The other night, my husband, Greg, and I attended an overcast Wednesday Perinet After Hours event at Tolosa Winery in the heart of Edna Valley. This is one of those events that anyone with a yearning for romance needs to know about and get comfortable with, whether your style is monumental movie scenes such as Jack and Rose on the bow of the Titanic or brief moments of light in the darkest of situations such as when Life is Beautiful's Guido sneaks off to play Offenbach's Barcarolle on the gramophone for Dora.
But romance doesn't have to be so scripted. For me, the best romantic moments almost always involve music, food, and wine. The night I fell for my husband, on our first date, he poured me a glass of wine and cooked me deep-fried, stuffed coconut chicken. I was already smitten, learning that he knew how to work a deep fryer, but after that he played me a song on his guitar ... and that was it.
- Photos Courtesy Of Duane Hall
- THE SOMM BROW RAISE Tolosa features rare, club-members-only wines from its Spanish sister winery, Perinet, during its after-hours events. Perinet's flagship wine, 1194, honors the founding of the Carthusian monastery, where Spanish monks used to make the wine where Perinet now stands.
Tolosa had these kinds of Cupid maneuvers in mind, I'm sure, when they came up with Perinet After Hours.
Tolosa transforms their winery every third Wednesday of the month for an evening of European romance with Catalan (Catalunya) wines paired with charcuterie and cheese. The wine varieties are rare and usually reserved for the wine club. This is the kind of night that adds all the ingredients and then some: soft songs, warm wine, and delicious tapas, reminding you of all the good times, like my coconut-chicken night.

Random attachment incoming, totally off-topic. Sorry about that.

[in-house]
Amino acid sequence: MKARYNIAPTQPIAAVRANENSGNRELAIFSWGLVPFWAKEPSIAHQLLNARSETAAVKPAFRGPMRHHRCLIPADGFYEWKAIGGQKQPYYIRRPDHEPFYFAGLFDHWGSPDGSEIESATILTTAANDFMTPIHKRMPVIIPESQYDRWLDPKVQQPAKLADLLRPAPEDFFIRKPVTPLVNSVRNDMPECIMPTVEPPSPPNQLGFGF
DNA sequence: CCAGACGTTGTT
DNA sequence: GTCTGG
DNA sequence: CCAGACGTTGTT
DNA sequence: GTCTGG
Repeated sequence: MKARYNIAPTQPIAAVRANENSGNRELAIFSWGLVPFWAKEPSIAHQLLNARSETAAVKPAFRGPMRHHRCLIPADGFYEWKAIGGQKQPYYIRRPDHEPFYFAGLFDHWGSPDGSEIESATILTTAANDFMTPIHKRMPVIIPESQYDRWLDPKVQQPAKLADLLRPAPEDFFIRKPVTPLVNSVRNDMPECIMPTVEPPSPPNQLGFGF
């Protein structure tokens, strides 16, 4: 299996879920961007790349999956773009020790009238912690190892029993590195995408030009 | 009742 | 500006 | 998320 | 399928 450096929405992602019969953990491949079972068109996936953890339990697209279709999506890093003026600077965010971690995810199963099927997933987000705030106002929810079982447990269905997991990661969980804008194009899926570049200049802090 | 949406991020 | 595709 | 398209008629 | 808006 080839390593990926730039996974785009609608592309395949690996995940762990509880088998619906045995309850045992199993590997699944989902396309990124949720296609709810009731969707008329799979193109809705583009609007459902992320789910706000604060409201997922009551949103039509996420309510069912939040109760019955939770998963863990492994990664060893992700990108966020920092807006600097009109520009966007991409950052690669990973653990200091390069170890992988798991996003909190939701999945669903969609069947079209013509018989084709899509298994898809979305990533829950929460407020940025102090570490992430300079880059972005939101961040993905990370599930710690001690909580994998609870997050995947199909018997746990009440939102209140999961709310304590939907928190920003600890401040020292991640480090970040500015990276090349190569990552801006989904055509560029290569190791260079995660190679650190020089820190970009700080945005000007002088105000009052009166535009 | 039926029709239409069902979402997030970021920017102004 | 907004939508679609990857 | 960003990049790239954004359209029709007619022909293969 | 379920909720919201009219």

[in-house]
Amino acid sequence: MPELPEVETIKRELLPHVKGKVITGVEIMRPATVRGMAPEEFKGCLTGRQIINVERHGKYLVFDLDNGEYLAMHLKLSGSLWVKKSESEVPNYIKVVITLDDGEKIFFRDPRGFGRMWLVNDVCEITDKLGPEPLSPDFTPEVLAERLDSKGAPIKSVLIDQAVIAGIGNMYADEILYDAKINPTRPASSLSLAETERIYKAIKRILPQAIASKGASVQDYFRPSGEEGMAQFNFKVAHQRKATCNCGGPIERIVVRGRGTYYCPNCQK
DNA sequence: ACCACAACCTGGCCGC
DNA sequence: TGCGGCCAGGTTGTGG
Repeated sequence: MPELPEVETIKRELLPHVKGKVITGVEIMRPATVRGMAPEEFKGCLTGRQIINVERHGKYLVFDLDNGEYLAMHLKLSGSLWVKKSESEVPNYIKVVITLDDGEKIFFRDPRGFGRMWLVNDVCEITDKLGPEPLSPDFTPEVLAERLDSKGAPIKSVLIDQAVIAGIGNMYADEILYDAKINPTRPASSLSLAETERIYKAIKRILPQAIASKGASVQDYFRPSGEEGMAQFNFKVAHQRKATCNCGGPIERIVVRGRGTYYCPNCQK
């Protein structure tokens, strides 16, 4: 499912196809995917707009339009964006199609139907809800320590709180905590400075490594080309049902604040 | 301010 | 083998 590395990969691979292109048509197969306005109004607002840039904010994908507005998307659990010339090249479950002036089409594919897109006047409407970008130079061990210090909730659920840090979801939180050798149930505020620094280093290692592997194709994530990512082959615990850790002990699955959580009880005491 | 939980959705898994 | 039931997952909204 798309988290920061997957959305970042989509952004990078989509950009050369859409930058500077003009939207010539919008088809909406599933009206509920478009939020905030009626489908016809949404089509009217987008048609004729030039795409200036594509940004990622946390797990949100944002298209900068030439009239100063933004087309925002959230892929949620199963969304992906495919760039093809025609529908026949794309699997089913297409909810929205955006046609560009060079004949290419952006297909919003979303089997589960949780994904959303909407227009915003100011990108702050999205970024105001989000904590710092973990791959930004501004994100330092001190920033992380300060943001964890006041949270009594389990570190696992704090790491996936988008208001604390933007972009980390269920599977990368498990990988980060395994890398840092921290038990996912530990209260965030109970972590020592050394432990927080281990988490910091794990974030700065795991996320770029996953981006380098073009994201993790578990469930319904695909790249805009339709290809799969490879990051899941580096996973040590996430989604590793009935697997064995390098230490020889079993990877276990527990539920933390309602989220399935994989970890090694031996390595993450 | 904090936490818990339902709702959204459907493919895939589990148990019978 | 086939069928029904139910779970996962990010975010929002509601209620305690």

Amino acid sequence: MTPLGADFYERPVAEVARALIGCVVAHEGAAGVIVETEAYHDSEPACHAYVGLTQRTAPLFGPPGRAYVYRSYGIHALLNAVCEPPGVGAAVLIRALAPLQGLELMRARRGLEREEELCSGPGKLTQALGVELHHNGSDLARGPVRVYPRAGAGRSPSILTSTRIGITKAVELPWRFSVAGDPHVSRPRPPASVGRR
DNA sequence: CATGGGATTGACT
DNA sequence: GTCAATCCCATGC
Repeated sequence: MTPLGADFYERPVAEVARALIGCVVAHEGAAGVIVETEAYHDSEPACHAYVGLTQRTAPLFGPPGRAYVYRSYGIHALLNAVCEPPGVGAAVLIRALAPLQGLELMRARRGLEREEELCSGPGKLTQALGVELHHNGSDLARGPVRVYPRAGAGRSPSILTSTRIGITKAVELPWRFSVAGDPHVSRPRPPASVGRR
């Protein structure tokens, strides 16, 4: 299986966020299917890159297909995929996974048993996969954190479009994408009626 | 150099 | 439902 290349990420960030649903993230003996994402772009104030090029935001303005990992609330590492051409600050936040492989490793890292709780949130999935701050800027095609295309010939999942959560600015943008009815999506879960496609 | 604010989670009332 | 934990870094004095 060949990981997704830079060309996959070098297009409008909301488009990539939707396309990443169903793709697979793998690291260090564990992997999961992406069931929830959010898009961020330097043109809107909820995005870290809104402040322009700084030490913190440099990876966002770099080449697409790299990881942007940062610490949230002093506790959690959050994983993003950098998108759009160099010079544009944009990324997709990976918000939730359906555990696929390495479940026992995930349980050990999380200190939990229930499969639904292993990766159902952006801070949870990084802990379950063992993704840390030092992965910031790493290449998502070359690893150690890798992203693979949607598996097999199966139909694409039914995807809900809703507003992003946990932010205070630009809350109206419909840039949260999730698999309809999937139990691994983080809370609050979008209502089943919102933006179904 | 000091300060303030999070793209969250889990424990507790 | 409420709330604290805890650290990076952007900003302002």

The pairing, $35 per person (complimentary for Perinet wine club members), is an easy break in life if you'll only surrender to it. Guitarist Jon Stephen takes everyone on a little trip to Spain with the poetic sounds of his classic acoustic guitar. My husband and I leaned back and imagined we were on holiday.
- Photos Courtesy Of Duane Hall
- LANGUAGE OF LOVE Guitarist Jon Stephen, a New Times Music Awards winner, sets the Spanish mood perfectly, playing mostly originals, while Perinet After Hours attendees lounge on the couch with wine and charcuterie.
After Hours took place in the upscale Heritage Room where most wine club events are held, with 6-foot-tall crystal-clear windows opening to a stunning spring-colored panorama of slopes covered in pinot noir vines, grassy knolls in every shade of green, and charming orchard trees. The view is a plein air painting waiting to happen. On the walls are large framed fine art photographs by local Duane Hall. The room sits next to a bustling tasting room with a glass wall overlooking stainless steel tanks.
"No work talk, OK?" We agreed that would be the best course of action.
The room was full: groups of friends, couples, singles reading novels with their noses in the wineglass as they picked at their plates. The winds from Morro Bay could have been the sea breeze off the Mediterranean. Two ladies cozied up to the guitar player. One of the Tolosa hosts said jokingly, "You can't take him with you."
Tolosa's sister winery, Perinet, is located 90 minutes southwest of Barcelona in the world-renowned Priorat wine region, specializing in the traditional varieties of garnatxa, carinyena, syrah, and cabernet sauvignon. Toni Sánchez-Ortiz, who had been a winemaker and viticulturist in the Priorat region for 20 years, joined Perinet Winery's team in 2015 to direct the vineyard work and the winemaking process.